December 14, 2018

Women’s World Boxing Championships: MC Mary Kom storms into 48kg quarters; Manisha Moun closes in on maiden medal

New Delhi: Young Indian boxer Manisha Moun sent reigning world champion Dina Zhalaman of Kazakhstan packing with another authoritative win in the 54kg category to place herself a step away from grabbing a maiden medal in the AIBA Women’s World Championships. Meanwhile, MC Mary Kom stormed into the 48kg quarter-final with a win over Aigerim Kessenayeva.

MC Mary Kom has won five gold in successive World Championships from 2002 to 2010. Image credit: BFI

Two other Indians, Lovlina Borgohain (69kg) and Kachari Bhagyabati (81kg), also made it to the quarter-finals with 5-0 and 4-1 wins on points in their respective pre quarter-final bouts.

Mary Kom is currently tied with Katie Taylor of Ireland on five gold in the World Championships. The 35-year-old Manipuri, a mother of three, won a silver in the first edition and then went on to win five gold in successive World Championships from 2002 to 2010.

“Anything can happen in a boxing bout. The country and the fans want a gold from me and I will give my best and try to win a gold,” she said after winning the bout 5-0 in the capital.

“There was a bit of pressure as it was my first bout of the tournament. I have been handling the pressure of expectation from the people of my country for the last 16 years and I have happy to face this pressure. In the initial years, it was a bit tough to handle this pressure but now I am used to it,” said the Olympic bronze medallist.

The 20-year-old Manisha won a 5-0 unanimous verdict against her more experienced rival in a pre quarter-final bout in her maiden World Championships. This was the second win for the Haryana boxer against Zholaman, having beaten the Kazakh boxer in the Silesian Women’s Boxing Championship in Poland earlier this year.

In the quarter-finals, Manisha faces top seed and 2016 World Championships silver medallist Stoyka Petrova of Bulgaria. “For me, once I am inside the ring it does not matter whether my opponent is a world champion or a silver medallist. I play my game and do what the coaches told me. So, my approach will be the same in my next bout also,” she said.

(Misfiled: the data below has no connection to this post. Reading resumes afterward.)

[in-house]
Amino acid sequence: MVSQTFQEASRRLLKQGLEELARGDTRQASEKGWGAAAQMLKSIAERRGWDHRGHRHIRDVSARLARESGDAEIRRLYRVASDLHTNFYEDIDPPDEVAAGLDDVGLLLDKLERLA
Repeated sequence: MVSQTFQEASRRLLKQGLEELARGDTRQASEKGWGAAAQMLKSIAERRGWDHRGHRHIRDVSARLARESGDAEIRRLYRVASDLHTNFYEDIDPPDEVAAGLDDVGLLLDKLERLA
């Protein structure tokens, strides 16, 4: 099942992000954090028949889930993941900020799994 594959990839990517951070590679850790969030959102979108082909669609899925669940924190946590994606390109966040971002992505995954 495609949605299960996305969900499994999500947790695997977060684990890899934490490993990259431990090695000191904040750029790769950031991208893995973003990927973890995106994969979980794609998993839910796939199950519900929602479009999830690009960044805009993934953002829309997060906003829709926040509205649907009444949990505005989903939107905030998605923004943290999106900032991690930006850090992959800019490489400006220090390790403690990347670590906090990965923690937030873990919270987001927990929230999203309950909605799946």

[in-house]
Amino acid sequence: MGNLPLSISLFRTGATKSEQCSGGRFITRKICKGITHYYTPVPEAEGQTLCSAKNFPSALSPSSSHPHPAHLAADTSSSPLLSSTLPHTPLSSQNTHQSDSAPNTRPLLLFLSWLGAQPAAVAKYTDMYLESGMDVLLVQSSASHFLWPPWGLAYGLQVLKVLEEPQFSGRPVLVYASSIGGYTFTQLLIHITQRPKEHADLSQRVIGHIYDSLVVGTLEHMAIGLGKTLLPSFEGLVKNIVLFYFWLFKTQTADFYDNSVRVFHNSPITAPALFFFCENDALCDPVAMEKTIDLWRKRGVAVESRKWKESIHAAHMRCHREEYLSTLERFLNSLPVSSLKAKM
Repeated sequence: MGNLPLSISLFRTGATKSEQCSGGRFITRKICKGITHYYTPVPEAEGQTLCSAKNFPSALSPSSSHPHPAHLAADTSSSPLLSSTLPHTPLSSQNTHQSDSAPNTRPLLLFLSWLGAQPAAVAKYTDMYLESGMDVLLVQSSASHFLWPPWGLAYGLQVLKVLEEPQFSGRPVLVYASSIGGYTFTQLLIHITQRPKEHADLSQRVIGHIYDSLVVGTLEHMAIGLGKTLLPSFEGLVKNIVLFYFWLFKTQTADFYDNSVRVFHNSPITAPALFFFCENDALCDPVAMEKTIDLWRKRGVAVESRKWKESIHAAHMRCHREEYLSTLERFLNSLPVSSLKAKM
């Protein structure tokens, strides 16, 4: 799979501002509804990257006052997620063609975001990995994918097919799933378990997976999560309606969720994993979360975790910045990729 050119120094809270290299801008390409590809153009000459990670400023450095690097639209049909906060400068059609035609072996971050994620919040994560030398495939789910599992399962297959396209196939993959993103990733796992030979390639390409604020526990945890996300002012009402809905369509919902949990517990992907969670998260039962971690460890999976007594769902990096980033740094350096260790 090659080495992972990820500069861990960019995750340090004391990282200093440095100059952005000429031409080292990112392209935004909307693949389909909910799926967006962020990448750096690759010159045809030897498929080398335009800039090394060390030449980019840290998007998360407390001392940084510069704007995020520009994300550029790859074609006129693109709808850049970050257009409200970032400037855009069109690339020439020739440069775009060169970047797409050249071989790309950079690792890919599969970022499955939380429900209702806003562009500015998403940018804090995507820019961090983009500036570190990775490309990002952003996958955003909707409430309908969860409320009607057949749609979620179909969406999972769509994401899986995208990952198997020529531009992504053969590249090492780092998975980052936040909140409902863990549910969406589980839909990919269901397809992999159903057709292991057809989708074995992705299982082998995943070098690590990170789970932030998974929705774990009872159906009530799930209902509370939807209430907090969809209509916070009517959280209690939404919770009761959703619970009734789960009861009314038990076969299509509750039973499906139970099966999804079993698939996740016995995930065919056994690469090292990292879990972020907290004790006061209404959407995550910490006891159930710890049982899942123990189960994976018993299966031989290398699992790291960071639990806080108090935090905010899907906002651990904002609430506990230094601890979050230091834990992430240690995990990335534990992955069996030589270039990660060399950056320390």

“Like in my first bout, I played from a distance but I played faster and more aggressive. It was a good bout,” she added.

Borgohain, an Asian Championships bronze medallist last year, had a tougher fight against 2014 World Championships gold winner Atheyna Bylon of Panama. It was a physical and aggressive fight and both the boxers fell on the floor on more than one occasions.

The 21-year-old Assamese next faces Scott Kaye Frances of Australia in the quarter-finals on Tuesday. “It was a tough fight for me. My opponent was tall and strong also. The fitness regime we had at the national camp helped me. I am happy to have won my first World Championships bout,” she said.

“My next opponent from Australia, I had done some sparring and I know something about her. I hope to win my next bout,” added Borgohain.

For Bhagyabati, it was even tougher against a taller opponent in Irina-Nicoletta Schonberger of Germany. But the Indian also turned out winner in her debut World Championships bout.

“My opponent was taller than me and so the coaches had told me to keep it low. If I had tried to hit high it would have exposed me and I may have received punches. My strategy paid off,” she said.

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